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Thread: MONSIEUR LAZHAR (Canada/2011)

  1. #1
    Join Date
    Oct 2002
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    4,661

    MONSIEUR LAZHAR (Canada/2011)

    This fourth feature from writer/director Philippe Falardeau received an Oscar nomination and numerous festival awards. It is indeed a very good film in which an Algerian immigrant with a traumatic past manages to get hired to teach a group of children after the recent suicide of Martine, their teacher. The film focuses on two 11 or 12 year-olds who are particularly affected: Simon, who carries the burden of guilt, and Alice, who caught a glimpse of Martine’s body limply hanging from a ceiling pipe in the classroom. Thus Martine has "infected the school with her despair". The narrative foregrounds the cultural differences between M. Lazhar and the Quebecois school system, personified by school principal Ms. Vaillancourt, and how these differences play out relative to helping Simon and Alice through the emotional crisis.

    Monsieur Lazhar contains several remarkable scenes. Two seemingly casual and unassuming bits had special resonance for me. Lazhar is alone in the classroom. He puts a banana and cereal bar on a student's desk and lifts another student's desktop to take a peek inside. Then he walks to the desk belonging to Alice, his favorite student, and smiles when he finds two pictures of Algiers affixed to it. I wonder what Ms. Vaillancourt would think of Lazhar's behavior had she witnessed it. Perhaps she would argue that it violates the children's right to privacy and Lazhar would characterize it as an effort to know his students better, or as simple curiosity. He clearly takes a special interest in the lives of his students. He is not above feeling validated by evidence that he has become a significant person in Alice's life and being moved by it.
    The other scene I would like to discuss is a classroom exchange motivated by the word "defenestrate", which has particular meaning for one boy.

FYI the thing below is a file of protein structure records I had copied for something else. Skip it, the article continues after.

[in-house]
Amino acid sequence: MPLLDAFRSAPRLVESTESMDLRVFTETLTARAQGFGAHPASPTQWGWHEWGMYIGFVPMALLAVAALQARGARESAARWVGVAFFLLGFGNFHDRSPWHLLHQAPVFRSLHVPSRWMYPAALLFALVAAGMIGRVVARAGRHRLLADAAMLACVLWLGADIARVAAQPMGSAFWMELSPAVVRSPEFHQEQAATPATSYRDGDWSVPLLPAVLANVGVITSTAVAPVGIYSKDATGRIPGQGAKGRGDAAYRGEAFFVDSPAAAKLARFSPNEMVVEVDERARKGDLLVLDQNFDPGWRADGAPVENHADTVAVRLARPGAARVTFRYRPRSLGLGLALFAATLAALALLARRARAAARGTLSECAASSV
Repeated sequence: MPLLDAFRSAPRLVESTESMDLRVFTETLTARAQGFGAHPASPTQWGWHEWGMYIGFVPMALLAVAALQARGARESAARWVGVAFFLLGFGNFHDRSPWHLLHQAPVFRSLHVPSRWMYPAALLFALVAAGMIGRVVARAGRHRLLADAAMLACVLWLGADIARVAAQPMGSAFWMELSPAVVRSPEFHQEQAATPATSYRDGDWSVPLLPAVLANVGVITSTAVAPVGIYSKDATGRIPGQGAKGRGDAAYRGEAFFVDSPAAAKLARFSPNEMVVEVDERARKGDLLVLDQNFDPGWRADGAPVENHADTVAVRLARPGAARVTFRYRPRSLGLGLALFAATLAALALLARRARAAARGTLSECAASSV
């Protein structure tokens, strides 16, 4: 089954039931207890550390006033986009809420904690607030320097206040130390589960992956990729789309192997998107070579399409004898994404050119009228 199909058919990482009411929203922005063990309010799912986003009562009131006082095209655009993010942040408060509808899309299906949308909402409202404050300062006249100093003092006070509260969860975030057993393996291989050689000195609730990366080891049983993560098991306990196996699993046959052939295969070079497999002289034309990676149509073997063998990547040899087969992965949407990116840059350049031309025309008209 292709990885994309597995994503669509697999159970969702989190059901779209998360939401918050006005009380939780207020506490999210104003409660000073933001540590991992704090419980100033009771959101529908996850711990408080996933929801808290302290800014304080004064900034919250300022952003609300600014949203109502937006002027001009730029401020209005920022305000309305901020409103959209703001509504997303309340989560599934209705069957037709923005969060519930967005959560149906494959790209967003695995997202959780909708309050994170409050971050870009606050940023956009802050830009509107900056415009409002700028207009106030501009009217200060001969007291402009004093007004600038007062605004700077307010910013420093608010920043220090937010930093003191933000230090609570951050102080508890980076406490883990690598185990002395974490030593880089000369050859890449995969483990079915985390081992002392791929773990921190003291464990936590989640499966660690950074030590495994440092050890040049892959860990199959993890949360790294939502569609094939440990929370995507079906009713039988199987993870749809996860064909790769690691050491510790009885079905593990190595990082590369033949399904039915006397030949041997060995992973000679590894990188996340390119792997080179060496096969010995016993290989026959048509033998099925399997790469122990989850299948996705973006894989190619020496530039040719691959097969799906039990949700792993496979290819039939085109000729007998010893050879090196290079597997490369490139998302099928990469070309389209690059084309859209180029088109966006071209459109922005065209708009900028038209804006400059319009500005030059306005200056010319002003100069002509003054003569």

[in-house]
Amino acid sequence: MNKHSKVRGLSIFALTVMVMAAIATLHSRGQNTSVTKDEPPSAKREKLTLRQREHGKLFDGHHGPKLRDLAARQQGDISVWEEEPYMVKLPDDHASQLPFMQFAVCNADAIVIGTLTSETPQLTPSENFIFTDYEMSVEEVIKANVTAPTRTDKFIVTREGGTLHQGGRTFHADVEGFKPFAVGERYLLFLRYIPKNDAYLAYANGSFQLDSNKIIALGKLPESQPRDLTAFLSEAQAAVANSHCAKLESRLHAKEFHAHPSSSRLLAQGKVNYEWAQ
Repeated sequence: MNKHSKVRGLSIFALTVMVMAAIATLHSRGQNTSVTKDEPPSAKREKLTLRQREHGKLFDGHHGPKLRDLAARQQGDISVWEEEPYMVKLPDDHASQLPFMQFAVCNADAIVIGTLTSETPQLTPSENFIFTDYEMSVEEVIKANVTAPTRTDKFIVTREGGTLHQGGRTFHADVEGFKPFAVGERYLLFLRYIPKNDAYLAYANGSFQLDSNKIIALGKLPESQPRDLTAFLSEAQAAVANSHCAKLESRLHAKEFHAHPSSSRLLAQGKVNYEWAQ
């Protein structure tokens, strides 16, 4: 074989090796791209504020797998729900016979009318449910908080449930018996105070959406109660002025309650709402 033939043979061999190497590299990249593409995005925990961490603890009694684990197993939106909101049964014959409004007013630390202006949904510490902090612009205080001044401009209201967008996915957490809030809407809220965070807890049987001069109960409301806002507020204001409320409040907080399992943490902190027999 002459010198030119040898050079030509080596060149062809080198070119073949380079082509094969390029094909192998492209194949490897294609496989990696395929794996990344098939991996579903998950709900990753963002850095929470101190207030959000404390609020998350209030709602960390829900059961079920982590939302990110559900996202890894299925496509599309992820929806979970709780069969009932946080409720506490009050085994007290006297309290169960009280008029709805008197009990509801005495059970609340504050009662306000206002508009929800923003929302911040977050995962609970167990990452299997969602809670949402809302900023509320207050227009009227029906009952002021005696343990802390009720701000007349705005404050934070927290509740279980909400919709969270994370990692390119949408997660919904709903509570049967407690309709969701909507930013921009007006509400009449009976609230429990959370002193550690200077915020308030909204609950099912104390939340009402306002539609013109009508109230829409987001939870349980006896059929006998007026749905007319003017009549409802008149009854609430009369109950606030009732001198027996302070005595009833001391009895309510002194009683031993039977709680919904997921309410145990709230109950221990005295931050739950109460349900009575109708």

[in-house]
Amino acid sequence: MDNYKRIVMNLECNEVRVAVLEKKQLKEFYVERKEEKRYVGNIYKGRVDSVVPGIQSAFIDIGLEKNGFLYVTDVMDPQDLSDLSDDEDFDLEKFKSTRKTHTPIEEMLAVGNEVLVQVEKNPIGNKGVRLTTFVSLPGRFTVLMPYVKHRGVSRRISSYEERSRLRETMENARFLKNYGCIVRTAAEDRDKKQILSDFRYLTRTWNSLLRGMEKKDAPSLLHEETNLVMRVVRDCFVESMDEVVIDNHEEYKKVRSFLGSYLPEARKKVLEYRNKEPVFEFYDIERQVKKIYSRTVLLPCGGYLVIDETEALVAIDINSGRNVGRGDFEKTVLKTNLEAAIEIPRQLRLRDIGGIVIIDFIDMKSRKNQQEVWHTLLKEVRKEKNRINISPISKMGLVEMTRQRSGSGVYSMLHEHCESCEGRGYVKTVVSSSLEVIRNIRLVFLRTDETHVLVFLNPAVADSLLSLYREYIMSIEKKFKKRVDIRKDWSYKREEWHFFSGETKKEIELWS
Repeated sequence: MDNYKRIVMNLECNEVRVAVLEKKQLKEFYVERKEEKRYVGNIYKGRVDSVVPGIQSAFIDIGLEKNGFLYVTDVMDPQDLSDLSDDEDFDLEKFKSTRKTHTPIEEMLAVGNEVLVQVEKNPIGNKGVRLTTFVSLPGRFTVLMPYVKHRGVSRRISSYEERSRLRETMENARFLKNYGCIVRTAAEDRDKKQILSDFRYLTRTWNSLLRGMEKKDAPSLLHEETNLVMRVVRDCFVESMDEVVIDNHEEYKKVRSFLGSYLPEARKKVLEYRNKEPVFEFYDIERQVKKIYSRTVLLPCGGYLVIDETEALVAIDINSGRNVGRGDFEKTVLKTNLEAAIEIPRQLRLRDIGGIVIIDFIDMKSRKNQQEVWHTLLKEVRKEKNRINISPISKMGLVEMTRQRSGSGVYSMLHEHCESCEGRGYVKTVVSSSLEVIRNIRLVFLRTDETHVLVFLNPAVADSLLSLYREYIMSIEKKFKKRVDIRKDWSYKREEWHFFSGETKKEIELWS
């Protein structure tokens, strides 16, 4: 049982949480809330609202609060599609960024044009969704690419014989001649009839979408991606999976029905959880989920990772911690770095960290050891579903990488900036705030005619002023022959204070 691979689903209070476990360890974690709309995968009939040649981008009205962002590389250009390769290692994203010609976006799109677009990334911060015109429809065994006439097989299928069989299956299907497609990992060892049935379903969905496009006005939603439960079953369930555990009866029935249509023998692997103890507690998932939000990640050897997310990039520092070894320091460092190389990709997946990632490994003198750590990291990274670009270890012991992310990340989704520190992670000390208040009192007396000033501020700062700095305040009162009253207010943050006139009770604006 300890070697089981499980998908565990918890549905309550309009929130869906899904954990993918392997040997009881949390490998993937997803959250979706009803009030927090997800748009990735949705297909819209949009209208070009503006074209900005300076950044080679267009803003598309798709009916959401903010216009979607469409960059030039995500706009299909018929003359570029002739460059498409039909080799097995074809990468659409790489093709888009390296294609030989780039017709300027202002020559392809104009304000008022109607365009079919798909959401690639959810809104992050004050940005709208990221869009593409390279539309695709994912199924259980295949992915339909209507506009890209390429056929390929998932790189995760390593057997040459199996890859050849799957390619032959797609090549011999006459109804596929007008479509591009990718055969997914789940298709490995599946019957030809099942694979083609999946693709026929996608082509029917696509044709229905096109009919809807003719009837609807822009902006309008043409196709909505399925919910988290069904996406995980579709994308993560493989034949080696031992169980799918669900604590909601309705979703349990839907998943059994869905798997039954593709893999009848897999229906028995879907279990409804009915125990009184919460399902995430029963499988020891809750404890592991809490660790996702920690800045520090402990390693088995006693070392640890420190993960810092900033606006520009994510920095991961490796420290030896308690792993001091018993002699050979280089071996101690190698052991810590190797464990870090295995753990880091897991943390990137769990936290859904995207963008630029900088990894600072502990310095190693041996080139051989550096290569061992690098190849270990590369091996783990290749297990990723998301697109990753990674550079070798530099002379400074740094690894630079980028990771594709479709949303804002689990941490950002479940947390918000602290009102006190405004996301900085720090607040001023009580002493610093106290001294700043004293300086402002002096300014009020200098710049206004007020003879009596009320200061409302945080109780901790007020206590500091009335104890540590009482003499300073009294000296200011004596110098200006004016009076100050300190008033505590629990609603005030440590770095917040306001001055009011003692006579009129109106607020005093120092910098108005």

Martin: My granddad defenestrated himself. A long time ago, in Chile, the army imprisoned him. He was tortured. He killed himself after being released, or escaping…"
    M. Lazhar: "Did you discuss it with anyone?"
    Martin: "With Mom. When Martine killed herself, we…"
    Alice, after a swift cut, with aplomb: “It’s not the same at all what happened with Martine."
    Martin: "I never said it was."

    Our human nature mandates that in order to know something we need to compare it to something else that already exists within our frame of reference or to subsume it under a broader conceptual scheme. Comparison makes our understanding richer and more complex but deprives the object awaiting acknowledgement of some of its particularity and specificity. These epistemological facts become especially poignant relative to efforts to understand and represent someone else’s trauma. Trauma is an event so intense and terrible that it simultaneously demands and defies understanding and representation. Alice's retort to Martin is an expression of the human fear to have our own experience diminished by comparison to other presumably equivalent experiences. To Alice, Martin's comparison, no matter how apt, feels like a betrayal, and a form of erasure.

  2. #2
    Join Date
    Jul 2002
    Location
    SF Bay Area
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    13,181
    I don't know what the play is like, but certainly the classroom is like a stage and each small event is magnified, and these students are at the ripe age for students, when they are the most receptive for field trips, museum visits, and so forth. And everything emotional is magnified by the suicide of their teacher whom M. Lazhar replaces. I'll leave the discussion of the film to you since I could not write about it. My feelings were too mixed. It's certainly an excellent film rich in implications. It left me very depressed and sad though. Probably good to write about but then the SFIFF began and I didn't really have time to go back to M. Lazhar when I was working to keep up my festival coverage.

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